Admit it. Calves are an afterthought in your program, aren't they? Yeah, you just toss in some machine calf raises at the end of your training session and call it a day, right?
You know what? We're not going to sit here trying to convince you that calves are worth training hard and training smart. You either want a complete physique or you don't.
But we will say this: If you're the guy doing nothing but three sets of ten on the standing calf machine at the ass-end of leg day when you're already exhausted, then we don't want to hear you bitch about "bad genetics." Ever.
Sadly, that's exactly how most people train calves. Even experienced lifters give up on their calf training, blame genetics, and barely hit them. It's an easy trap to fall into because the calves are tough to hypertrophy, unless you picked the right parents.
It's true, genetics do play a big role in calf development. "Calves are tricky," notes Chad Waterbury. "If they're small, no problem, they can get bigger. But if those calves have a very high insertion point (long tendon, short muscle belly) you're relegated to building calves that will, at best, look like half a grapefruit on a Popsicle stick. There's no way around it. But hey, that's better than looking like a strawberry on a Popsicle stick!"
So yes, there's a genetic "ceiling." But you, in all likelihood, aren't anywhere near yours, especially if you train calves as an afterthought. That's why we've put together this collection of our favorite calf training exercises and routines. But first, let's set some goals and have a quick review of "calfology."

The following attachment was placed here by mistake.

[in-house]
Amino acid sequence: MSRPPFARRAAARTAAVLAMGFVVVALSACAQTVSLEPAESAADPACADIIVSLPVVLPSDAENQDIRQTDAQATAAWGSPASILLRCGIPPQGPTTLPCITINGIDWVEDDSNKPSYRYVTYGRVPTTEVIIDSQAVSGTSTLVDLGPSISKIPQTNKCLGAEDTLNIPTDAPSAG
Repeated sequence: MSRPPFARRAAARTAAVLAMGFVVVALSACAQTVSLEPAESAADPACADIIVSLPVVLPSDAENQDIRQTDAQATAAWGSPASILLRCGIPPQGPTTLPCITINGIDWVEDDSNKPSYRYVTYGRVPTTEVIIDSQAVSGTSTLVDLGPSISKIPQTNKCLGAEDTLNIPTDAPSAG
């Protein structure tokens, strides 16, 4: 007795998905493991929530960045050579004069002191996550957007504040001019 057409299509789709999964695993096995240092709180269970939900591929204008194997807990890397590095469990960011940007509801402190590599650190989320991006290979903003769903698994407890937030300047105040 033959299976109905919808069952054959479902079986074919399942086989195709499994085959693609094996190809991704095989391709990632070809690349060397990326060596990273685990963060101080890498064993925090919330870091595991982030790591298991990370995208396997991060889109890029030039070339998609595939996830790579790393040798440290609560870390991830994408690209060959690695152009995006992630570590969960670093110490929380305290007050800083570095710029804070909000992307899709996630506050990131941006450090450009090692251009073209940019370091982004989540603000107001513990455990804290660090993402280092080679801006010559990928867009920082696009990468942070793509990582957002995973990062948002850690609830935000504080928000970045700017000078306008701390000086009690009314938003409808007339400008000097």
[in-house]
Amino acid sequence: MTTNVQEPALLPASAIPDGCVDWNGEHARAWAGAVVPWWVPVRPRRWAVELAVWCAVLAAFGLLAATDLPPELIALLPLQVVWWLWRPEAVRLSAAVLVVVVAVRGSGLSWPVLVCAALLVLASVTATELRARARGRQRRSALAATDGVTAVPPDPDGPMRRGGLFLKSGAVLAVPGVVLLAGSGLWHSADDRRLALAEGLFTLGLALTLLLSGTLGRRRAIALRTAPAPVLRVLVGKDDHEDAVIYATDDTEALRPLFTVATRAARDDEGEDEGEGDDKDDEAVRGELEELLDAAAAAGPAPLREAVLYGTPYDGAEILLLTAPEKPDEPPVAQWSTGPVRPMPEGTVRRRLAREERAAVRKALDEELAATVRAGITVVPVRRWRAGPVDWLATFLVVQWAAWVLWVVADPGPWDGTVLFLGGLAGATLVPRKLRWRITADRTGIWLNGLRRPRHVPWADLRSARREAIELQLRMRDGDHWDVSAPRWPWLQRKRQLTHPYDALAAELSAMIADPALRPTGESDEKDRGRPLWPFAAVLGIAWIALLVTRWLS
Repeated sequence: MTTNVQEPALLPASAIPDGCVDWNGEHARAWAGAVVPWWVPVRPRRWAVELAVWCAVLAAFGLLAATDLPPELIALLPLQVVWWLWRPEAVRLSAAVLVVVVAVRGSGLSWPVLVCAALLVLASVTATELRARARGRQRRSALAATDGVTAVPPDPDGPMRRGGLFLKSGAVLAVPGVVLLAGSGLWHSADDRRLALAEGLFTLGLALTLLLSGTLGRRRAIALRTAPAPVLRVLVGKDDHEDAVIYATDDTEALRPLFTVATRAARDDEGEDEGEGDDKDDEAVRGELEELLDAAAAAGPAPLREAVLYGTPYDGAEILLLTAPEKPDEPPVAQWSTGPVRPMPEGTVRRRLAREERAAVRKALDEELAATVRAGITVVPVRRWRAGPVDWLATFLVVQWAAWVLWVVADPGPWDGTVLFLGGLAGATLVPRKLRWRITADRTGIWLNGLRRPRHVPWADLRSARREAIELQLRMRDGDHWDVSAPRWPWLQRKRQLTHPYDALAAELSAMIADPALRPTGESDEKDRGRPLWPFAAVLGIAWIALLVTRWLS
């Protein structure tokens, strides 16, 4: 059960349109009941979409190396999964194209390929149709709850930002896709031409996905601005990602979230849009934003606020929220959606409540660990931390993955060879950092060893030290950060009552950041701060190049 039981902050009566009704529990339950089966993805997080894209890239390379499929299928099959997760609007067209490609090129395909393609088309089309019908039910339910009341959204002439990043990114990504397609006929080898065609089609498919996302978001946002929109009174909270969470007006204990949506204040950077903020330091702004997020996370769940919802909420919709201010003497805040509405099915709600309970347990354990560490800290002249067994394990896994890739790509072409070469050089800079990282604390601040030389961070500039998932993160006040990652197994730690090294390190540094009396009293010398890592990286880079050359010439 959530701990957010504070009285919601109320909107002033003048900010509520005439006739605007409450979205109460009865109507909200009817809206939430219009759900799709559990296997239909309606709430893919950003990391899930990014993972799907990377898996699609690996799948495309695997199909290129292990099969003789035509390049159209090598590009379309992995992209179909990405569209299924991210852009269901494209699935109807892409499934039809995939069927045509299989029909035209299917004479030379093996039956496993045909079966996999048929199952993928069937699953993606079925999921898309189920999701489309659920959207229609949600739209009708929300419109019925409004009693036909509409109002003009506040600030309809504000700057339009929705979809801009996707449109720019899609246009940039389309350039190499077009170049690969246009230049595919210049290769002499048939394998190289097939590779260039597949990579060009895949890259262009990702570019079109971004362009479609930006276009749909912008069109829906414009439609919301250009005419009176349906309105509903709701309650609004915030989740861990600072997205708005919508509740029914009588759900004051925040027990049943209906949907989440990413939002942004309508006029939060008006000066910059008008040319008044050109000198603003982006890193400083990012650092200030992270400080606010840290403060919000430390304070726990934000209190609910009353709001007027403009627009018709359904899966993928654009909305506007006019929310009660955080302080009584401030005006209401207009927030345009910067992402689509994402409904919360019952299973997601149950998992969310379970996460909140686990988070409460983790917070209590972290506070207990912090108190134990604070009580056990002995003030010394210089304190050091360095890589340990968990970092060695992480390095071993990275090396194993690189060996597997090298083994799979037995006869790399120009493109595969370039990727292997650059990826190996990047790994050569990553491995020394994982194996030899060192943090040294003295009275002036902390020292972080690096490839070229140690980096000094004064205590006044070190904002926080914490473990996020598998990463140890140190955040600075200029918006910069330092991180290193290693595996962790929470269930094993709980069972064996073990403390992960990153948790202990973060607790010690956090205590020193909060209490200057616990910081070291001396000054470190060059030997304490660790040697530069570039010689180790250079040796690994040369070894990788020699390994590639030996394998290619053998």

Calf Development and the "Perfect" Physique
Do your calves stack up? Let's find out using bodybuilder Steve Reeves's pre-drugged era physique guidelines for aesthetic-minded lifters.
According to Reeves, the neck, upper arm, and calf should be approximately the same measurement. Reeves, being 6'1" and weighing 215 pounds, met these ideals by measuring 18 1/2 inches at the neck and 18 1/4 inches at the upper arms and calves.
Just for fun, take your measurements. How do you compare?
A quick review:
1. Without boring you to death by sounding like an anatomy textbook, the calves are composed of two main muscles: the soleus and the gastrocneimus, which has a lateral and medial head.
Your soleus is worked mainly when your knees are bent (seated calf raise) and your gastrocs are worked mostly when your knees are locked (standing calf raise.)
So as you can see, if you've only been doing one of those you're essentially "missing" half your calf. No wonder they suck!